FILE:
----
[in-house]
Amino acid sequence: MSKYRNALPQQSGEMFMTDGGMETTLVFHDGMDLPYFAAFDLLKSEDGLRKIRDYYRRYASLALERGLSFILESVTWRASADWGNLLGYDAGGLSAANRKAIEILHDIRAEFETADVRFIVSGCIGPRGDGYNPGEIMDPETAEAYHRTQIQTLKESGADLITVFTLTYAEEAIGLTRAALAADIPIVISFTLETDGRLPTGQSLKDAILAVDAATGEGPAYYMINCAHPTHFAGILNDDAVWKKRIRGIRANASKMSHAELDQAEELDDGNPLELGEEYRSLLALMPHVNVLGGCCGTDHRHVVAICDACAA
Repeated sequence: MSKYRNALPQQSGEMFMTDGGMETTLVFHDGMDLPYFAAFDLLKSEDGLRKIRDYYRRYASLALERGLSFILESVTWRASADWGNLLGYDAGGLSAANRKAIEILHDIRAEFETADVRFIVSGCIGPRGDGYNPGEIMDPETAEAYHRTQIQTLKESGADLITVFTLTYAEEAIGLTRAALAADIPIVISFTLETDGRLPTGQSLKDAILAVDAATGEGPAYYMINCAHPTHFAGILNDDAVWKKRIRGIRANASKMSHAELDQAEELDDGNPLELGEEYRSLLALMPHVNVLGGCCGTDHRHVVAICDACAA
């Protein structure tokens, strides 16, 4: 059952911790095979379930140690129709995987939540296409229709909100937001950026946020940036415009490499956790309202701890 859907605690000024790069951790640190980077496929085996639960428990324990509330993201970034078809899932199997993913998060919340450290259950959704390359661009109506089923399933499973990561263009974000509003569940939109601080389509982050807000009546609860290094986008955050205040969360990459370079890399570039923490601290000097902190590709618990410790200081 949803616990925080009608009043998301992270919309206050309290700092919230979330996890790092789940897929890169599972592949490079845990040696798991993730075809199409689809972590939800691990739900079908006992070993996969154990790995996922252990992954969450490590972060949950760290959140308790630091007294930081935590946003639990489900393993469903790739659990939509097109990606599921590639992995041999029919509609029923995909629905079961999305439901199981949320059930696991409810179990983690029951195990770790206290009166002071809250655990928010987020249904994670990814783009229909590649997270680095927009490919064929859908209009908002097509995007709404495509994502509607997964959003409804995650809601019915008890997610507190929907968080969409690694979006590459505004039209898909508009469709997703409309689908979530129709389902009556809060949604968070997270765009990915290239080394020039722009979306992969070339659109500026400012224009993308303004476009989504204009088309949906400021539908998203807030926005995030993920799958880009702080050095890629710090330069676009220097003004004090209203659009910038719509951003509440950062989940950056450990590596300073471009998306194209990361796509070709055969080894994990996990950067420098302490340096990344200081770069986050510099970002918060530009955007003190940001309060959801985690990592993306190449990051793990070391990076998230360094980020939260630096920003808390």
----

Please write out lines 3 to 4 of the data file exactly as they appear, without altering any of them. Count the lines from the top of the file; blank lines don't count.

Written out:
Repeated sequence: MSKYRNALPQQSGEMFMTDGGMETTLVFHDGMDLPYFAAFDLLKSEDGLRKIRDYYRRYASLALERGLSFILESVTWRASADWGNLLGYDAGGLSAANRKAIEILHDIRAEFETADVRFIVSGCIGPRGDGYNPGEIMDPETAEAYHRTQIQTLKESGADLITVFTLTYAEEAIGLTRAALAADIPIVISFTLETDGRLPTGQSLKDAILAVDAATGEGPAYYMINCAHPTHFAGILNDDAVWKKRIRGIRANASKMSHAELDQAEELDDGNPLELGEEYRSLLALMPHVNVLGGCCGTDHRHVVAICDACAA
């Protein structure tokens, strides 16, 4: 059952911790095979379930140690129709995987939540296409229709909100937001950026946020940036415009490499956790309202701890 859907605690000024790069951790640190980077496929085996639960428990324990509330993201970034078809899932199997993913998060919340450290259950959704390359661009109506089923399933499973990561263009974000509003569940939109601080389509982050807000009546609860290094986008955050205040969360990459370079890399570039923490601290000097902190590709618990410790200081 949803616990925080009608009043998301992270919309206050309290700092919230979330996890790092789940897929890169599972592949490079845990040696798991993730075809199409689809972590939800691990739900079908006992070993996969154990790995996922252990992954969450490590972060949950760290959140308790630091007294930081935590946003639990489900393993469903790739659990939509097109990606599921590639992995041999029919509609029923995909629905079961999305439901199981949320059930696991409810179990983690029951195990770790206290009166002071809250655990928010987020249904994670990814783009229909590649997270680095927009490919064929859908209009908002097509995007709404495509994502509607997964959003409804995650809601019915008890997610507190929907968080969409690694979006590459505004039209898909508009469709997703409309689908979530129709389902009556809060949604968070997270765009990915290239080394020039722009979306992969070339659109500026400012224009993308303004476009989504204009088309949906400021539908998203807030926005995030993920799958880009702080050095890629710090330069676009220097003004004090209203659009910038719509951003509440950062989940950056450990590596300073471009998306194209990361796509070709055969080894994990996990950067420098302490340096990344200081770069986050510099970002918060530009955007003190940001309060959801985690990592993306190449990051793990070391990076998230360094980020939260630096920003808390």